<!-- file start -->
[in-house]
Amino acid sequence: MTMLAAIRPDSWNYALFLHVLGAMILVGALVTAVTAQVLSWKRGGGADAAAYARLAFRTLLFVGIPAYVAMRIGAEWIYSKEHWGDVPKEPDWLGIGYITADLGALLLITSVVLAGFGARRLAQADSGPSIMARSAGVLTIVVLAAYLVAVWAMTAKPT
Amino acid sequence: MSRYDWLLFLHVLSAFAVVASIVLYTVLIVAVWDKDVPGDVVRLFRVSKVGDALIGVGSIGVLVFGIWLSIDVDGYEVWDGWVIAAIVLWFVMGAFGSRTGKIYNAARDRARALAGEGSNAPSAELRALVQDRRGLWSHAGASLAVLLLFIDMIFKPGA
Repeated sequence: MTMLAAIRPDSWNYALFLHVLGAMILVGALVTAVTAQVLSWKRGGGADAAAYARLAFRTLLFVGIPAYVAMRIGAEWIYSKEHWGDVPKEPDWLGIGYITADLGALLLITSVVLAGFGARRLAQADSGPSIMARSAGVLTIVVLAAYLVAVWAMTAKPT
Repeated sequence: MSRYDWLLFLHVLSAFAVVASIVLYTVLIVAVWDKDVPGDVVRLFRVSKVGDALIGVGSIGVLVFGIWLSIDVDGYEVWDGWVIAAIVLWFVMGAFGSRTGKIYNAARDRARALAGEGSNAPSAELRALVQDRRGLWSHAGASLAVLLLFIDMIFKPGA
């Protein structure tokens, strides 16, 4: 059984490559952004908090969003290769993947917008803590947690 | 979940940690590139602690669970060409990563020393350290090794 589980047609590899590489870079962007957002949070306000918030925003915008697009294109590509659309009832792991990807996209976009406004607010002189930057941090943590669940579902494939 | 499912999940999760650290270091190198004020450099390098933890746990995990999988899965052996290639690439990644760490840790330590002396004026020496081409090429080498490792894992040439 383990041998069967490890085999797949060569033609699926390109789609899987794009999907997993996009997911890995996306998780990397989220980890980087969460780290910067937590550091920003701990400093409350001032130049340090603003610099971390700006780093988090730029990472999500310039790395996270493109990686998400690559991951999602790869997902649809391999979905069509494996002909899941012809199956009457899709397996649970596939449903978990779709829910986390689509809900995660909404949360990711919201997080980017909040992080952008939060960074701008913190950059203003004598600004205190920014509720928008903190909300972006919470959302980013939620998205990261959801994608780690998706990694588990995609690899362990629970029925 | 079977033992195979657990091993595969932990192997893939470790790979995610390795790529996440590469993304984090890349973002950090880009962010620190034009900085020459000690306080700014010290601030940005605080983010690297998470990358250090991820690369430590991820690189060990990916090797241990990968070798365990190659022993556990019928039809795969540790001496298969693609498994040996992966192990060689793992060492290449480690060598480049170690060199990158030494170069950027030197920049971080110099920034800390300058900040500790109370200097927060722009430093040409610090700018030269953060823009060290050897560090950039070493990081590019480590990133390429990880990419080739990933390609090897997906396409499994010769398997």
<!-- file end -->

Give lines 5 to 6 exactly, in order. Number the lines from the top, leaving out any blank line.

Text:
Repeated sequence: MSRYDWLLFLHVLSAFAVVASIVLYTVLIVAVWDKDVPGDVVRLFRVSKVGDALIGVGSIGVLVFGIWLSIDVDGYEVWDGWVIAAIVLWFVMGAFGSRTGKIYNAARDRARALAGEGSNAPSAELRALVQDRRGLWSHAGASLAVLLLFIDMIFKPGA
């Protein structure tokens, strides 16, 4: 059984490559952004908090969003290769993947917008803590947690 | 979940940690590139602690669970060409990563020393350290090794 589980047609590899590489870079962007957002949070306000918030925003915008697009294109590509659309009832792991990807996209976009406004607010002189930057941090943590669940579902494939 | 499912999940999760650290270091190198004020450099390098933890746990995990999988899965052996290639690439990644760490840790330590002396004026020496081409090429080498490792894992040439 383990041998069967490890085999797949060569033609699926390109789609899987794009999907997993996009997911890995996306998780990397989220980890980087969460780290910067937590550091920003701990400093409350001032130049340090603003610099971390700006780093988090730029990472999500310039790395996270493109990686998400690559991951999602790869997902649809391999979905069509494996002909899941012809199956009457899709397996649970596939449903978990779709829910986390689509809900995660909404949360990711919201997080980017909040992080952008939060960074701008913190950059203003004598600004205190920014509720928008903190909300972006919470959302980013939620998205990261959801994608780690998706990694588990995609690899362990629970029925 | 079977033992195979657990091993595969932990192997893939470790790979995610390795790529996440590469993304984090890349973002950090880009962010620190034009900085020459000690306080700014010290601030940005605080983010690297998470990358250090991820690369430590991820690189060990990916090797241990990968070798365990190659022993556990019928039809795969540790001496298969693609498994040996992966192990060689793992060492290449480690060598480049170690060199990158030494170069950027030197920049971080110099920034800390300058900040500790109370200097927060722009430093040409610090700018030269953060823009060290050897560090950039070493990081590019480590990133390429990880990419080739990933390609090897997906396409499994010769398997």